As New York began picking up on the Canarsie growler, so did Steven Victor, founder of record label Victor Victor Worldwide. During their first meeting, Pop Smoke brought in music samples including the now widely known track “Something Special” which displayed his singing abilities. Victor signed him on the spot.
Together, they hatched a plan to release an EP comprised of drill music. This project would go on to solidify Pop Smoke as the leader of the explosive sub-genre taking over New York City.
Pop Smoke then became close collaborators with UK producer 808 Melo, and the two solidified their artistry with “Welcome to the Party”—the song that changed Pop Smoke’s life. It soon became the anthem of New York, with the first artist to remix it being none other than Nicki Minaj.
By the end of 2019, his song “Dior” had gone viral; he had worked alongside Quavo, Travis Scott, and Skepta; he’d met his childhood icon, 50 Cent. Pop Smoke then looked to slow things down while making his second mixtape, Meet the Woo 2.
On January 17th, 2020, after arriving in America from overseas, Pop Smoke was immediately arrested by the FBI under allegations of illegally transporting stolen property access state lines in connection to a Rolls Royce. Pop Smoke was released on $250,000 bail the same day.
After this, the artist had a meeting with 50 Cent and Steven Victor. 50 Cent told Pop Smoke the guns needed to stop—“because they’re waiting for you to fuck up. And your friends are not really your friends… They’re waiting for you to fuck up, too… If [you] continue down that path, there’s a high chance that you’ll end up in jail or dead.” Victor noted after the meeting that Pop Smoke “completely did a 360.”
What’s interesting here is that when watching Pop Smoke interviews, his transformation is visible. Though he was originally reserved, as seen here, he ultimately grew into his charisma—as shown in this interview from February 20.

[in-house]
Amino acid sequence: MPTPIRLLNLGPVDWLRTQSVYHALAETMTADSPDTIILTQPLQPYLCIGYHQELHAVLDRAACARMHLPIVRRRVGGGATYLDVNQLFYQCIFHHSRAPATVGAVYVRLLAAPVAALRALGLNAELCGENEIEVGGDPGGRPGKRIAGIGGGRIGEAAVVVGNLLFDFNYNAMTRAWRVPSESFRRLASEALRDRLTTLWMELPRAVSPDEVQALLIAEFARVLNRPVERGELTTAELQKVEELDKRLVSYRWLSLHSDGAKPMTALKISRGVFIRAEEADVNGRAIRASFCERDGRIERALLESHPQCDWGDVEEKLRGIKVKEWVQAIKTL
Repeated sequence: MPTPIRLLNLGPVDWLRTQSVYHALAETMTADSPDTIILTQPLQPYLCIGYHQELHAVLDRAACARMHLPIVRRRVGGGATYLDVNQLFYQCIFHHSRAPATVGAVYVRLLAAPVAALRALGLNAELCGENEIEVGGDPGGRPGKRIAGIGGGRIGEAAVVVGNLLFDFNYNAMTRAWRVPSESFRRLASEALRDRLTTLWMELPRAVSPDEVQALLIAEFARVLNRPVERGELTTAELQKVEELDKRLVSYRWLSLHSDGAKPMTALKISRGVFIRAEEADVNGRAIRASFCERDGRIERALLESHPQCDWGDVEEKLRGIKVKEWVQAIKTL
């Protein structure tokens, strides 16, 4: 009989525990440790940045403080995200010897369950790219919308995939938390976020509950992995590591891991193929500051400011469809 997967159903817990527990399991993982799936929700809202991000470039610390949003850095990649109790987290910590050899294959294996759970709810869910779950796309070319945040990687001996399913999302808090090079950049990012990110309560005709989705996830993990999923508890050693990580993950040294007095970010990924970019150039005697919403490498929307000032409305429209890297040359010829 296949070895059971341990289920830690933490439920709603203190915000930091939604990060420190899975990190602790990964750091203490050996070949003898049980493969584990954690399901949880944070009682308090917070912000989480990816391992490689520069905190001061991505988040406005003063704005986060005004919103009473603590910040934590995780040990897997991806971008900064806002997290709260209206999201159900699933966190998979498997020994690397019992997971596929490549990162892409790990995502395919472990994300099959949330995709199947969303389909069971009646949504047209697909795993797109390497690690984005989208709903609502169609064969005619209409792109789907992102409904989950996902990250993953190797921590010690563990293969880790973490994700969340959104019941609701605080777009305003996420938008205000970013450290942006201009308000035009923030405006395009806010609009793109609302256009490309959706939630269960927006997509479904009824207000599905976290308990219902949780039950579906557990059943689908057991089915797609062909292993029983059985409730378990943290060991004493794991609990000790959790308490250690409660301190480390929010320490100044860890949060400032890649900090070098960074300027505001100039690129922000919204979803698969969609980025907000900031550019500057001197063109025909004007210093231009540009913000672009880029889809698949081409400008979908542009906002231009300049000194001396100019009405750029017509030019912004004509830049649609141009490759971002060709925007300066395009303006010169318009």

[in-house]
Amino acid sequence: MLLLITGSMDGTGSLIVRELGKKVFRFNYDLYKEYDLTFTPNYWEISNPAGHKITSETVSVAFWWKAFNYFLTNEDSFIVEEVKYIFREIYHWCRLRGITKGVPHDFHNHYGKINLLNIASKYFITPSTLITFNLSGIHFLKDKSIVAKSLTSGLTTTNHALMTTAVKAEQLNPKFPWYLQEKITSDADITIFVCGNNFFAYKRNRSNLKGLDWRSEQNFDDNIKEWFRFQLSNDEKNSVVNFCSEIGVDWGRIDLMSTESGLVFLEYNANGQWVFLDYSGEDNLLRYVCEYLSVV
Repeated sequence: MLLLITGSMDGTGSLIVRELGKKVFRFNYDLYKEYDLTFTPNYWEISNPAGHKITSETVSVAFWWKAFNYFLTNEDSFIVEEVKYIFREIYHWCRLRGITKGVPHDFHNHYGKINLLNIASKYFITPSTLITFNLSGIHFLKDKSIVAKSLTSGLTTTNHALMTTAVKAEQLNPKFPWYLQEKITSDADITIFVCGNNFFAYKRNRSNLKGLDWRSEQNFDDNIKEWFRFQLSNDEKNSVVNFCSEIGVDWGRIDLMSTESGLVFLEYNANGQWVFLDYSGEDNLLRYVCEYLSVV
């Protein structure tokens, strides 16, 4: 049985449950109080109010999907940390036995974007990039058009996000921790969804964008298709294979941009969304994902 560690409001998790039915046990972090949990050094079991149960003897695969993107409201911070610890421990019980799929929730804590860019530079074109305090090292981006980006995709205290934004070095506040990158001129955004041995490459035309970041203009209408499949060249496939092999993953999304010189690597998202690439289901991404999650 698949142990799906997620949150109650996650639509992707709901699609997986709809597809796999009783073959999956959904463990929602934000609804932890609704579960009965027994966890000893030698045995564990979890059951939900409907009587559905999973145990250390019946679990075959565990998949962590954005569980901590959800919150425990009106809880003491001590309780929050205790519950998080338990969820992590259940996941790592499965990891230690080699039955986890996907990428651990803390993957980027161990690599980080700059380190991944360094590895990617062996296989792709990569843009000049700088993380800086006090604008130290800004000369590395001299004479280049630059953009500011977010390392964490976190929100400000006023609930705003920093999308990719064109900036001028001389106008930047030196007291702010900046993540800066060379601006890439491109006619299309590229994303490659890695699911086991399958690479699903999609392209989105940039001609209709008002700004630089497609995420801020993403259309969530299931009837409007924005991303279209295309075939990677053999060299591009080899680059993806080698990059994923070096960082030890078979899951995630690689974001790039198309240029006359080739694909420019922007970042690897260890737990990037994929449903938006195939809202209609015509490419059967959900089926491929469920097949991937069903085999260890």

On February 7th, Meet the Woo 2 was released and Pop Smoke flew out to Hollywood Hills to finish his debut album. On February 19th, while staying in his home, he was killed in a robbery and home invasion.
Shortly after, 50 Cent gave Steven Victor a call to discuss the future of Pop Smoke’s highly anticipated album. But in a Rap Life Interview, Victor recalls being unable to listen to Pop Smoke’s music in the weeks following his death. 50 Cent urged him, saying “You can’t be selfish… It will almost be like everything happened in vain if you don’t put the album out.”
And then 50 Cent offered to executive produce Pop Smoke’s album for free. He reached out to Virgil, whom Pop Smoke originally wanted to design his album cover and packaging. But when the artwork was met with outrage, by both fans and 50 Cent, Pop Smoke’s mom ended up choosing the artwork known to fans today.
On July 3rd, Pop Smoke’s debut album came in at number 1 on the Billboard 200 chart.
50 Cent’s takeover of Pop Smoke’s album is one of the heartbreaking parts of his story. 50 Cent released his debut single the same year Pop Smoke was born; since then, he’s put gangsta music back on the charts while revolutionizing mixtape culture and becoming a household name. In the same time frame, Pop Smoke lived his 20 years of life. When someone’s childhood icon ultimately carries their vision and legacy forward, it’s extremely devastating.
Even so, Pop Smoke will always be remembered. Fans and A-list artists alike gravitated toward his irresistible sound, making it easy to say this was just the beginning for the Canarsie native.
Steven Victor took to Instagram two days after Pop Smoke’s passing, writing, “I’ll never forget what you told me after that meeting two weeks ago, and we will make sure that foundation gets started.” This promise soon became actualized; Pop Smoke’s non-profit, Shoot For The Stars, launched shortly thereafter.
And that’s the reason why the smoke will never clear. Pop Smoke lives on through those committed to carrying out his dream—the hearts he’s touched, the impact he’s made, the inspiration he’s left, and the lasting presence of the Woo.
Rest in peace, Pop Smoke.
By Anna M Erickson
Illustration by Seb Westcott